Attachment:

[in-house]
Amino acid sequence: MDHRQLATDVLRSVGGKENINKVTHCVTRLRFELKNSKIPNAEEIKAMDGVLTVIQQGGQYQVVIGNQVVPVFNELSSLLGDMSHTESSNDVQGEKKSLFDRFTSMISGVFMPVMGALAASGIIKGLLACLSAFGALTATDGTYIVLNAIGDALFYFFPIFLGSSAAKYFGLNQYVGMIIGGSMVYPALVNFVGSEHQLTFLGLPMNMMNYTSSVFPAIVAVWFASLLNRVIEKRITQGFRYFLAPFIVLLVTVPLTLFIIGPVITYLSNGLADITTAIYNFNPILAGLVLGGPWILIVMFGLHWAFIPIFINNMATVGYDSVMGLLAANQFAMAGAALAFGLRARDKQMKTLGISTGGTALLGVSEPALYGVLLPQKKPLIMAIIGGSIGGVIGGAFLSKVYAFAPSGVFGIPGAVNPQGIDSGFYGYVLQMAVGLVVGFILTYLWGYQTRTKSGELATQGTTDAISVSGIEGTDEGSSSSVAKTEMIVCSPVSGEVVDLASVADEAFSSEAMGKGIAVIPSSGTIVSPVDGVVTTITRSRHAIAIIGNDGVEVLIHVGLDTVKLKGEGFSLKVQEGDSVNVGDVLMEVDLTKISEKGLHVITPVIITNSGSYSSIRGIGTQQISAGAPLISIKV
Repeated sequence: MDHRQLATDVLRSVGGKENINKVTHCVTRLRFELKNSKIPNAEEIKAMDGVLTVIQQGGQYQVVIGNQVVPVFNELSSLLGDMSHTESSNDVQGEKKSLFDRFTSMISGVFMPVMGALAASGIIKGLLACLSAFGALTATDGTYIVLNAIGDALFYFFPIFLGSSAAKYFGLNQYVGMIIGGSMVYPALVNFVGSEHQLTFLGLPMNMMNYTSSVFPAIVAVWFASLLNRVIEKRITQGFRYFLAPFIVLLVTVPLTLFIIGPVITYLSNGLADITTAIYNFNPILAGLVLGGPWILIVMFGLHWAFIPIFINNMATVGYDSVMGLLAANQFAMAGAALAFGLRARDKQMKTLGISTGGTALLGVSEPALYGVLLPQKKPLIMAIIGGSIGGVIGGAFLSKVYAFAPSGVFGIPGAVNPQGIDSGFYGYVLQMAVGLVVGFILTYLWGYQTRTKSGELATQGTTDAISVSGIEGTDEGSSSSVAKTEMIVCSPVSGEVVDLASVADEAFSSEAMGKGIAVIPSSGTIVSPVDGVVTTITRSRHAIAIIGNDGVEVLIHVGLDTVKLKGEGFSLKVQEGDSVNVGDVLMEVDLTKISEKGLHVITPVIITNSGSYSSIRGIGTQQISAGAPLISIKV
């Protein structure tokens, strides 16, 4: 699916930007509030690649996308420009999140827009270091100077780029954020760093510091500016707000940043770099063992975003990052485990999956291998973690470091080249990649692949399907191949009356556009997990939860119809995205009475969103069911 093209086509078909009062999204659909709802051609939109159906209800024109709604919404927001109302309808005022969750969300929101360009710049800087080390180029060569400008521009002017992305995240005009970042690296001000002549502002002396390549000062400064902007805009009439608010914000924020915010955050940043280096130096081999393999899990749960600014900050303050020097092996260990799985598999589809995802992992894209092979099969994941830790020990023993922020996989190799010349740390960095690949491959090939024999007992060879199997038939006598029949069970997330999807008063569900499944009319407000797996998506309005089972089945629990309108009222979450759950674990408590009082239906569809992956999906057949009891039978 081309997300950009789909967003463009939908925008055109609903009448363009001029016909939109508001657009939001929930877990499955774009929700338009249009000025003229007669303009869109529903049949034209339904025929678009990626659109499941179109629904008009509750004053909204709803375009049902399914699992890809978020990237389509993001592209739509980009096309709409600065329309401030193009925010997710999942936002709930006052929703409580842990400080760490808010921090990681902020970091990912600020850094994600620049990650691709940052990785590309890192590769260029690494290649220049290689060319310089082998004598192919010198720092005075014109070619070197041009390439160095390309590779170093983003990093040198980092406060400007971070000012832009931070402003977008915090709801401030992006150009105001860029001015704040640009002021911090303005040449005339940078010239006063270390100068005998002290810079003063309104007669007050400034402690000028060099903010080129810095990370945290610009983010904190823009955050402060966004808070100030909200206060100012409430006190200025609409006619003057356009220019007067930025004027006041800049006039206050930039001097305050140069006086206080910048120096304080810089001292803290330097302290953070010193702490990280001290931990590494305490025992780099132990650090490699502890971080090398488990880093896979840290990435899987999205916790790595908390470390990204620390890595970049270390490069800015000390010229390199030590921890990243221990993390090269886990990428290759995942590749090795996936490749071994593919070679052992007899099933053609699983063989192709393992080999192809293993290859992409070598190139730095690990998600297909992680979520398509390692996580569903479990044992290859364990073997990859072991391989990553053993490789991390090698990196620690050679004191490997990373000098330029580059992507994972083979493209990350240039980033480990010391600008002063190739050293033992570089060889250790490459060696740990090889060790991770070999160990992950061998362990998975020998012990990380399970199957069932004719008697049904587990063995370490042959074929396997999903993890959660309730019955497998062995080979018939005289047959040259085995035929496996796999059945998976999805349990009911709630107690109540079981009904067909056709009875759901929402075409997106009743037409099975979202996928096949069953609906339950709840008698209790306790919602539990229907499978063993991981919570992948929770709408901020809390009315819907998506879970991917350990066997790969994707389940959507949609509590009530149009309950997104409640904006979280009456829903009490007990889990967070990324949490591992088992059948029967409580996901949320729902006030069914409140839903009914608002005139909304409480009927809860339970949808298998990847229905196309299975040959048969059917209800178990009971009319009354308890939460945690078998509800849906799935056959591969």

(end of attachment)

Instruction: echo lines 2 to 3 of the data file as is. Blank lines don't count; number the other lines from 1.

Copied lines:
Amino acid sequence: MDHRQLATDVLRSVGGKENINKVTHCVTRLRFELKNSKIPNAEEIKAMDGVLTVIQQGGQYQVVIGNQVVPVFNELSSLLGDMSHTESSNDVQGEKKSLFDRFTSMISGVFMPVMGALAASGIIKGLLACLSAFGALTATDGTYIVLNAIGDALFYFFPIFLGSSAAKYFGLNQYVGMIIGGSMVYPALVNFVGSEHQLTFLGLPMNMMNYTSSVFPAIVAVWFASLLNRVIEKRITQGFRYFLAPFIVLLVTVPLTLFIIGPVITYLSNGLADITTAIYNFNPILAGLVLGGPWILIVMFGLHWAFIPIFINNMATVGYDSVMGLLAANQFAMAGAALAFGLRARDKQMKTLGISTGGTALLGVSEPALYGVLLPQKKPLIMAIIGGSIGGVIGGAFLSKVYAFAPSGVFGIPGAVNPQGIDSGFYGYVLQMAVGLVVGFILTYLWGYQTRTKSGELATQGTTDAISVSGIEGTDEGSSSSVAKTEMIVCSPVSGEVVDLASVADEAFSSEAMGKGIAVIPSSGTIVSPVDGVVTTITRSRHAIAIIGNDGVEVLIHVGLDTVKLKGEGFSLKVQEGDSVNVGDVLMEVDLTKISEKGLHVITPVIITNSGSYSSIRGIGTQQISAGAPLISIKV
Repeated sequence: MDHRQLATDVLRSVGGKENINKVTHCVTRLRFELKNSKIPNAEEIKAMDGVLTVIQQGGQYQVVIGNQVVPVFNELSSLLGDMSHTESSNDVQGEKKSLFDRFTSMISGVFMPVMGALAASGIIKGLLACLSAFGALTATDGTYIVLNAIGDALFYFFPIFLGSSAAKYFGLNQYVGMIIGGSMVYPALVNFVGSEHQLTFLGLPMNMMNYTSSVFPAIVAVWFASLLNRVIEKRITQGFRYFLAPFIVLLVTVPLTLFIIGPVITYLSNGLADITTAIYNFNPILAGLVLGGPWILIVMFGLHWAFIPIFINNMATVGYDSVMGLLAANQFAMAGAALAFGLRARDKQMKTLGISTGGTALLGVSEPALYGVLLPQKKPLIMAIIGGSIGGVIGGAFLSKVYAFAPSGVFGIPGAVNPQGIDSGFYGYVLQMAVGLVVGFILTYLWGYQTRTKSGELATQGTTDAISVSGIEGTDEGSSSSVAKTEMIVCSPVSGEVVDLASVADEAFSSEAMGKGIAVIPSSGTIVSPVDGVVTTITRSRHAIAIIGNDGVEVLIHVGLDTVKLKGEGFSLKVQEGDSVNVGDVLMEVDLTKISEKGLHVITPVIITNSGSYSSIRGIGTQQISAGAPLISIKV